August 8, 2011 - 1:04 pm

In case you didn’t have the time (or the willpower) to follow Texas Governor Rick Perry’s grandstanding prayer rally this Saturday, here is my list of the top five most divisive and/or outrageous statements made during the televised prayer-fest. 

5. Public Schools Should Bring Back Prayer and the Ten Commandments

“Lord, I pray that we might see a reinstating of the display of the Ten Commandments in our classrooms. I pray Lord that we will again see freedom to pray in our classrooms.”

Vonette Bright, a co-founder of CRU (formerly Campus Crusade for Christ) whose work has helped establish the National Day of Prayer, received huge applause when she said this. The rally’s attendees apparently believe it’s crucial for all schoolchildren – regardless of their religious backgrounds or lack thereof – to be reminded daily to respect the Sabbath, to worship only the god of Abraham, and to not covet their neighbor’s “male or female slave, or ox, or donkey.” Clearly. Since any individual student (or teacher) is free to pray to themselves during school, Bright's comment about "freedom to pray in our classrooms" must actually mean "freedom to force everyone to say a Christian prayer together."

4. Jews Should Convert to Christianity

“Tens, even hundreds, of thousands of Jewish people in the last decades have come to their Messiah. And so Lord, we pray for the revival around the world, and for Israel to come to their own Messiah.”

This “gem” came from Pastor Don Finto of the Caleb Company. According to Right Wing Watch, the sentiment that Jews should embrace Jesus was not isolated on Saturday. In fact, another rally sponsor, the International House of Prayer “actively encourages Jews to convert to Christianity.” Remember when the rally organizers said that people of all faiths were welcome at this event? Well, they were welcome—but apparently so the attendees and organizers could persuade them to convert to their religion instead.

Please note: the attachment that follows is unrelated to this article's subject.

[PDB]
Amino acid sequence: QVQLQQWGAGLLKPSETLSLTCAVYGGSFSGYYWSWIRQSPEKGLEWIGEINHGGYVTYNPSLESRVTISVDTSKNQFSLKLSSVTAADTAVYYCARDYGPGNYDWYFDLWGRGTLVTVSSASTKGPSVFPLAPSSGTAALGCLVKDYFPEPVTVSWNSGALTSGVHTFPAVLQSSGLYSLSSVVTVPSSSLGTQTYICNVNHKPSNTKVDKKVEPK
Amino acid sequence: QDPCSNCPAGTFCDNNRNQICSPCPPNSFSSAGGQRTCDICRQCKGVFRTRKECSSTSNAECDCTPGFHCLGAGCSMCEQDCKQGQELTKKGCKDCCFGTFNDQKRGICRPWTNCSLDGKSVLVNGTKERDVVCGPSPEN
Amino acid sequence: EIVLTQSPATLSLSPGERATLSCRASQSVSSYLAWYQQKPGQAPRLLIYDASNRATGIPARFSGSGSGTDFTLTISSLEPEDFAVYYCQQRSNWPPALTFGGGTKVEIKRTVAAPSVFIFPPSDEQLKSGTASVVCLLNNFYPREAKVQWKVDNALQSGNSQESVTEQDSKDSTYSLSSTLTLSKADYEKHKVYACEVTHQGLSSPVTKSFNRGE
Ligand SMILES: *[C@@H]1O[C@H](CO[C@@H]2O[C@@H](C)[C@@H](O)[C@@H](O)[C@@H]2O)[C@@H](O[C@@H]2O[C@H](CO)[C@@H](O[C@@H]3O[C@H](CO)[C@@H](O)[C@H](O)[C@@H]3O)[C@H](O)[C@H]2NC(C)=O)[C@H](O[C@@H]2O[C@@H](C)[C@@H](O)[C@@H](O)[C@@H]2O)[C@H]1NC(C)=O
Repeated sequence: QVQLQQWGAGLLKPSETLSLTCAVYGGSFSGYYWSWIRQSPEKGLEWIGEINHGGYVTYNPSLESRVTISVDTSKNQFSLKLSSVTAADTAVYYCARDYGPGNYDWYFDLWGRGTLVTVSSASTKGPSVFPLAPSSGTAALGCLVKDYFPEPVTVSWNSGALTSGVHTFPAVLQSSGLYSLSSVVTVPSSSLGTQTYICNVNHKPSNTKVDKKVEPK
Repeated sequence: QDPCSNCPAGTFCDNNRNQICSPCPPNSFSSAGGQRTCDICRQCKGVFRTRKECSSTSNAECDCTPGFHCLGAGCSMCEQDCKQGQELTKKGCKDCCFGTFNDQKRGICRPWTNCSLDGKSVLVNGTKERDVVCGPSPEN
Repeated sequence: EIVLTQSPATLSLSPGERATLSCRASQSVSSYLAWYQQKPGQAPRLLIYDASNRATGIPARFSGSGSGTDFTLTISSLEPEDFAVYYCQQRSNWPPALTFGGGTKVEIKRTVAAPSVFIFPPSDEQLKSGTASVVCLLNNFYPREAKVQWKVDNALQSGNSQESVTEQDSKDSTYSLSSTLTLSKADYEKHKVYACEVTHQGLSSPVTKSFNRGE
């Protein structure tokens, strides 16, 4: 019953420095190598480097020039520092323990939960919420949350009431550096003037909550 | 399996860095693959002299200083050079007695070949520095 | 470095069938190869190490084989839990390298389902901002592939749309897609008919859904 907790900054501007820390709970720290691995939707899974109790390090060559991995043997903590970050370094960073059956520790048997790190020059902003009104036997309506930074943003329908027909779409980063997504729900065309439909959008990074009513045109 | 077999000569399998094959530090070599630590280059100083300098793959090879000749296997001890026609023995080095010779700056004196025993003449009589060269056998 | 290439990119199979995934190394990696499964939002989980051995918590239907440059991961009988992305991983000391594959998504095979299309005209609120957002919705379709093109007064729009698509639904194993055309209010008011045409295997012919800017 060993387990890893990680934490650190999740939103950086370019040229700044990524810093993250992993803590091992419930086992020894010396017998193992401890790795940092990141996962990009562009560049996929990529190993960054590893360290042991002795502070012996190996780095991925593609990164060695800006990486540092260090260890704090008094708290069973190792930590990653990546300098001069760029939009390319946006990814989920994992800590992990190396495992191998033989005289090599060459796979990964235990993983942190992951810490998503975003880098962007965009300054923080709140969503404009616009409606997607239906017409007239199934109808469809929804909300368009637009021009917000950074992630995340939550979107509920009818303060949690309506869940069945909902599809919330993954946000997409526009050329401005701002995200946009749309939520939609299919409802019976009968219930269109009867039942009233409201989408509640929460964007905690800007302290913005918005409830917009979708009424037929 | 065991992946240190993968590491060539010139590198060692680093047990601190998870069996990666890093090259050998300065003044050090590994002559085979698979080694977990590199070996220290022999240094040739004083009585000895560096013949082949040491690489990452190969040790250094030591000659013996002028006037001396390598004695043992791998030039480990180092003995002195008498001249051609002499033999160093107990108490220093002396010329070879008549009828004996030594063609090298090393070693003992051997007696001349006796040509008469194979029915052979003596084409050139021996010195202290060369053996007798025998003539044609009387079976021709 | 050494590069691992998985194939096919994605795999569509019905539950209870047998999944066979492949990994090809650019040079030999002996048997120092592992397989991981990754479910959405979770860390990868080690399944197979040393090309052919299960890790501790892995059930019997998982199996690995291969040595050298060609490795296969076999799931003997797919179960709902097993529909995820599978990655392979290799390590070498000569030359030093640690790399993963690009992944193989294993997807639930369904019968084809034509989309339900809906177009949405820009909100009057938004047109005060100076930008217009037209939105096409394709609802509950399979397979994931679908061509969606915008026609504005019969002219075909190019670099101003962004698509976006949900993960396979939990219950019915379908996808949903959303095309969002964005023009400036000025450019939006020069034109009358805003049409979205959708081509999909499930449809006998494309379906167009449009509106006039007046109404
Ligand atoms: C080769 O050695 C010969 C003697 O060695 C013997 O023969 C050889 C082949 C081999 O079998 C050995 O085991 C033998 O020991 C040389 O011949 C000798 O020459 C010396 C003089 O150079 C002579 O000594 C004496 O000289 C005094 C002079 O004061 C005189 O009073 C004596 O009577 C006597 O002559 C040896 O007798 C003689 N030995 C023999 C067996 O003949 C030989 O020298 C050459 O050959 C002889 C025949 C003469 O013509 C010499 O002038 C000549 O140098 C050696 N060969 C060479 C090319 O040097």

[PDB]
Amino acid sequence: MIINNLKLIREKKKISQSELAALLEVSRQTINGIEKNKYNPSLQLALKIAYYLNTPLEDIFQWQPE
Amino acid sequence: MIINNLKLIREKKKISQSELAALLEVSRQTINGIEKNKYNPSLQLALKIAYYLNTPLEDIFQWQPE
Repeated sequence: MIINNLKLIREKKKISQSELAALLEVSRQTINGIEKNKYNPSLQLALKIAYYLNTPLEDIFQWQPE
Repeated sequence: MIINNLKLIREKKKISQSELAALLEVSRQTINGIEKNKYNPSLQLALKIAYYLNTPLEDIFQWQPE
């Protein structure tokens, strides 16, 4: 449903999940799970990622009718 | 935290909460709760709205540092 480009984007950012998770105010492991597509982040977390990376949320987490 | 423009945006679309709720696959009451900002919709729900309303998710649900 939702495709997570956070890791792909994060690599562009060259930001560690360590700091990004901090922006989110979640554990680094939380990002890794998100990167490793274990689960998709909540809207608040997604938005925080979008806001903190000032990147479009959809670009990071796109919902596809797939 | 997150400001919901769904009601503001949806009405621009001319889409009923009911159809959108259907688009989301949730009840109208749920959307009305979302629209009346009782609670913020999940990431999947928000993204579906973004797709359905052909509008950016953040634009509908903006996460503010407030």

3. Humanists Can’t Be Good Without God

“In the humanistic culture, people are talking about love without reference to Jesus Christ.”

Mike Bickle, director of the International House of Prayer Missions Base of Kansas City, was outraged – outraged! – that so many people can feel, share, and even talk about love without placing it in the context of his religion. Maybe he should take a minute to check out the American Humanist Association’s website and learn what humanism really is. It might do Bickle some good, especially considering his next quote. It’s a hum-dinger. 

2. Jesus Was Anti-Gay Marriage and Anti-Choice

“There’s a crisis of truth in the pulpits today in our land. That, in the name of tolerance, even in the name of love, we are redefining love that is not on God’s terms. Jesus is god. There is no other god than Jesus. Father, son, and Holy Spirit. All the world religions, they can say what they say. There is no other god besides Jesus. There is no other standard of truth. Jesus alone is the standard of truth. He defines morality. He defines marriage. He defines life. He defines righteousness. And in our allegiance to him, we say what he says. It’s time to come out in the open. It’s time to go public. Regardless what it costs us, we love you Jesus! The only god!”

That’s Mike Bickle again. Where to begin? Well, I’m no Bible scholar, but I’m pretty sure Jesus never said anything about gay marriage or abortion, so, as Sarah Posner of Religion Dispatches observed, it sure is convenient that Bickle claims Jesus defined these things exactly “the way that Bickle does.” Notice the certainty with which he says Christianity is the only “standard of truth,” but every other religion in the world is wrong. The rest speaks for itself.

1. God Is Not Political (Says the Would-Be Presidential Candidate Hosting the Prayer Rally)